I’ve added in the pronunciation of Curaçao here, because it is an odd one, even though it’s not French. The name is Spanish or Portuguese in origin and is thought to come from the word for ‘heart’ which is ‘corazón’ and ‘coraçao’ in those languages respectively. The cedilla, which is that ‘comma’ under the ‘ç’ has the effect of softening a ‘c’ to an ‘s’ sound when there isn’t an ‘e’ or ‘i’ in the spelling (think of words like place or city).

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Triple Sec treepl sehk

The name Triple Sec which means ‘Triple Dry’ if you translate it directly, is said to be a nod to either the distillation process or to the fact that it was the third recipe tried. There are two major Triple Sec manufacturers in France: Combiers, and the more famous Cointreau.

Both compete for the title of ‘who made the first Triple Sec’ with no clear winner. I may be cointreauversial here, but in my opinion Cointreau is a far superior liqueur to any regular Triple Sec. You can drink it  either  on the rocks or in in cocktails.

Triple Sec pronunciation is quite straight forward – it’s yet another case where you do sound a ‘c’ at the end of a French word (isn’t it handy to have them all bundled up together like this?). The French word for ‘triple’ is identical to the English.

In French the pronunciation of Triple Sec is very close to the English: treepl sehk

Cointreau kwa~:troh

Cointreau is a tricky word for English speakers to pronounce, but once you’ve practiced it a couple of times, you will never forget it. My advice is to follow the phonetic spelling I’ve given, and be guided by the audio. Again, you want to aim for phonetic correctness using your own accent, not perfect French – unless you plan to use it in a French setting. In an English setting, rolling the ‘r’ in Cointreau sounds ridiculous.

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The Crème Liqueurs

Crème liqueurs are well-known but for all that, I have found that people equate the word ‘crème’ with creamy liqueurs such as Bailey’s Irish Cream which isn’t the true meaning of ‘crème’ on the liqueur’s side of things at all. The word ‘crème’ which means ‘cream’ in French, is used to refer to liqueurs that are high in sugar, and there are loads of different kinds including fruit flavors that have no hint of dairy in them.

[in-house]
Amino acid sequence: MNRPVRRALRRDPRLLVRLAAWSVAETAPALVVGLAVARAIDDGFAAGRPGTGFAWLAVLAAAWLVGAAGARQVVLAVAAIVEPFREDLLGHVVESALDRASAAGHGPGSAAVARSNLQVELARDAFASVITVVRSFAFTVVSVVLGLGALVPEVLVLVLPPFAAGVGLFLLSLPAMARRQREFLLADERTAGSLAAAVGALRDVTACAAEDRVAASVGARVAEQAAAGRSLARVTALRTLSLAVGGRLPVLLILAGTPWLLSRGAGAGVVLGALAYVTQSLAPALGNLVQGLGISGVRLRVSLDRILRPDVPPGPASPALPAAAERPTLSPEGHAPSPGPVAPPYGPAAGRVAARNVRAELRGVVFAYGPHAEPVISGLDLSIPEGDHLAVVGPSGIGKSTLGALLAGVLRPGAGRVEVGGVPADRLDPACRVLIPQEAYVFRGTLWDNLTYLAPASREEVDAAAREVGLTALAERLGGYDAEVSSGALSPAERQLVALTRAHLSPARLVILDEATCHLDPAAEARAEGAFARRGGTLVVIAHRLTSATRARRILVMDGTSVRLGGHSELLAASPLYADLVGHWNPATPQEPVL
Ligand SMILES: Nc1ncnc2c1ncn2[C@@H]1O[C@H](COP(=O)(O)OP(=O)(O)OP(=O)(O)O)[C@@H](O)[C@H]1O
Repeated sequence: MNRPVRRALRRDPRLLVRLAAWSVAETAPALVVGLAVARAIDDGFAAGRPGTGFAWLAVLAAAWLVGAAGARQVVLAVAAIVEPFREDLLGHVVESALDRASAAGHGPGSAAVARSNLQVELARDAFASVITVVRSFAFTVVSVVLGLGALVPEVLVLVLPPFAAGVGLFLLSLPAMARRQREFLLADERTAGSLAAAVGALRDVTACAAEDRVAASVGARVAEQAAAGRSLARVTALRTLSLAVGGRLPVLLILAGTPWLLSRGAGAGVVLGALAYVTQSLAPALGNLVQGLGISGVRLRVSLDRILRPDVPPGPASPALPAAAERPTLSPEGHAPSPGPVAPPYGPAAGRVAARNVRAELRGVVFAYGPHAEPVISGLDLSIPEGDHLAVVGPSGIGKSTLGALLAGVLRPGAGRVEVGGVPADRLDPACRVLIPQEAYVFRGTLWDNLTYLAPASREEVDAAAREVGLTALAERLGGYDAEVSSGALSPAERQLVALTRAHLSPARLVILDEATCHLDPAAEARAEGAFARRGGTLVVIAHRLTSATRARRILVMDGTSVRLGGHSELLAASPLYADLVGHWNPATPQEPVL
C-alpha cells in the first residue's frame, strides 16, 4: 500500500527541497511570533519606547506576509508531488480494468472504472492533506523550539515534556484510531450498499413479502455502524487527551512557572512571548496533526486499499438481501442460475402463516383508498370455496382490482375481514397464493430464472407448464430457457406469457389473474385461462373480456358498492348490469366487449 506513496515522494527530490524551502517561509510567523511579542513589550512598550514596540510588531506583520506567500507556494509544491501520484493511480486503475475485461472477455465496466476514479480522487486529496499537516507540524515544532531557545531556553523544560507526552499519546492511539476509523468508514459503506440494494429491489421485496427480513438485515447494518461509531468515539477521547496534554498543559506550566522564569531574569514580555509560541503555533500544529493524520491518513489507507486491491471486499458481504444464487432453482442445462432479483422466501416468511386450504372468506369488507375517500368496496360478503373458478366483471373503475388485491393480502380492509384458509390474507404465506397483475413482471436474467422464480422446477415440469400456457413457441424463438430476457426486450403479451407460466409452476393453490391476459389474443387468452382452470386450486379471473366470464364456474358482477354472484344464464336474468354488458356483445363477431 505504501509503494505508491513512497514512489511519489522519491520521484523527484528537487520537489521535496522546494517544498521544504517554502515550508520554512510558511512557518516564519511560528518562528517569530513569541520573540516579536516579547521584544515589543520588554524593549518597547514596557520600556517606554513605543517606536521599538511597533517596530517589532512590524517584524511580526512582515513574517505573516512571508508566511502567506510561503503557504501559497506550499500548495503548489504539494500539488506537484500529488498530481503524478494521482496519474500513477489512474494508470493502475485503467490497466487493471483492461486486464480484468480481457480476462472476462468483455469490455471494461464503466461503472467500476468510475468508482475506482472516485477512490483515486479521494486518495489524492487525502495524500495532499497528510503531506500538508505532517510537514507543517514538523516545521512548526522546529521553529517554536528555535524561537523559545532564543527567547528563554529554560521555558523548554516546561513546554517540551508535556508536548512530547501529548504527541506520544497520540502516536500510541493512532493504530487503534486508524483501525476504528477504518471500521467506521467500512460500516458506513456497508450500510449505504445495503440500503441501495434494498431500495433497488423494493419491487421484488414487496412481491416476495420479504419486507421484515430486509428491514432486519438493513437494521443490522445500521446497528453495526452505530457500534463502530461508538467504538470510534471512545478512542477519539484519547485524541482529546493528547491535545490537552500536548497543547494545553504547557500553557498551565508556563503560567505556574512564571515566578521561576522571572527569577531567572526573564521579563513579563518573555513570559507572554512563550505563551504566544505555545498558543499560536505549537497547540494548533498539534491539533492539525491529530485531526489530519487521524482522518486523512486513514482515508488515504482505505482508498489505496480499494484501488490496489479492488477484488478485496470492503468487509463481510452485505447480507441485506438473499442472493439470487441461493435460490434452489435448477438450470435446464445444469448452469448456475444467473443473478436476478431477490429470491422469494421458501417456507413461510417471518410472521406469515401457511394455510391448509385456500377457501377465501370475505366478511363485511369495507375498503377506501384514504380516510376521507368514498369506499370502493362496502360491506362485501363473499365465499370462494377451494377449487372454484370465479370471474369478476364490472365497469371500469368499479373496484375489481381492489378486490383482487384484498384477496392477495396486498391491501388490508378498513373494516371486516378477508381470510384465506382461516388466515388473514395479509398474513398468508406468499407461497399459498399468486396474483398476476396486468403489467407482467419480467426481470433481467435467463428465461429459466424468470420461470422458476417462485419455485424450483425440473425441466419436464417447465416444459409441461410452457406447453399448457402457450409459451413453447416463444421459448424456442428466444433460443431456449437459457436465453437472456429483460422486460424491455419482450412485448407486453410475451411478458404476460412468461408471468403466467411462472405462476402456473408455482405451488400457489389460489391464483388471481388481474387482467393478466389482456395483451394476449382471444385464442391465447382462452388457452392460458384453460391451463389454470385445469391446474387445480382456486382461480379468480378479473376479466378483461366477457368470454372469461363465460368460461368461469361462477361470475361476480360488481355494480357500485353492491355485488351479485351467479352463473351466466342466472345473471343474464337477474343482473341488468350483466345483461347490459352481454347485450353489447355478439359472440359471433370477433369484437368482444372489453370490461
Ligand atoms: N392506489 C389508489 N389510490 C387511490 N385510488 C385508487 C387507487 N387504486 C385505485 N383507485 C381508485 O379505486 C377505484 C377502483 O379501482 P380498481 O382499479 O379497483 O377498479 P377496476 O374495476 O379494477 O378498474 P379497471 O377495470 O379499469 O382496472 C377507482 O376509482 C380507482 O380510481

Crème de Cassis    krem d[e] kah:seess

I’m going to particularly refer to Crème de Cassis, because it is a personal favorite, as well as another one of those rebellious names which does not conform to the normal French rules of pronunciation because you pronounce the final ‘s’. ‘Cassis‘, which means ‘blackcurrant’ in French, is the liqueur which is used to make Kir where it is topped with white wine, or champagne (for Kir Royale).

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Crème de Noyaux    krehm d[e] nwah/yoh

Crème de Noyaux is a vastly underrated and unknown. It is an almond flavored crème liqueur made from apricot kernels (and is very similar to the Italian Amaretto). There are fanciful fictional accounts of cyanide poisoning resulting from drinking Crème de Noyaux (“Bitter Almonds” by Dorothy L Sayers), but you are quite safe enjoying it in traditional cocktails like the Pink Squirrel (you make it with Crème de Noyaux, Crème Cacao and heavy cream in 1:1:1 proportions) and The Old Etonian (made with equal parts gin and Lillet, with 2 dashes each of Cointreau and Crème de Noyaux).

Crème de Noyaux is pronounced krehm d[e] nwah/yoh

Finally, I’m going to suggest Crème de Violette. Really Brut champagnes have become very popular, but for those like me who find the astringency too much, a very French dash of Crème de Violette (Violet Cream) may be the answer. Use it as you would the Crème de Cassis in Kir, for a delicious and novel twist.

Crème de Violette is flavored with violets, whereas the hideous Parfait d’amour has more of a vanilla and citrus flavor profile. Crème de Violette is more difficult to find, but worth the extra effort.

Crème de Violette is pronounced krehm:d[e] vyoh:leht

Parfait d’amour    par:fay dah:moor

Parfait d’amour is pronounced par:fay dah:moor

Looking for more French words or other how to say the names of different drinks? We’ve got everything covered on the site – including important BordeauxChampagne facts and a guide to French pronunciation. If we don’t, please let us know what you’d like us to add!

Comments, suggestions, any pronunciation stories you have to share? Please add them into the comments section. I’d love to hear from you!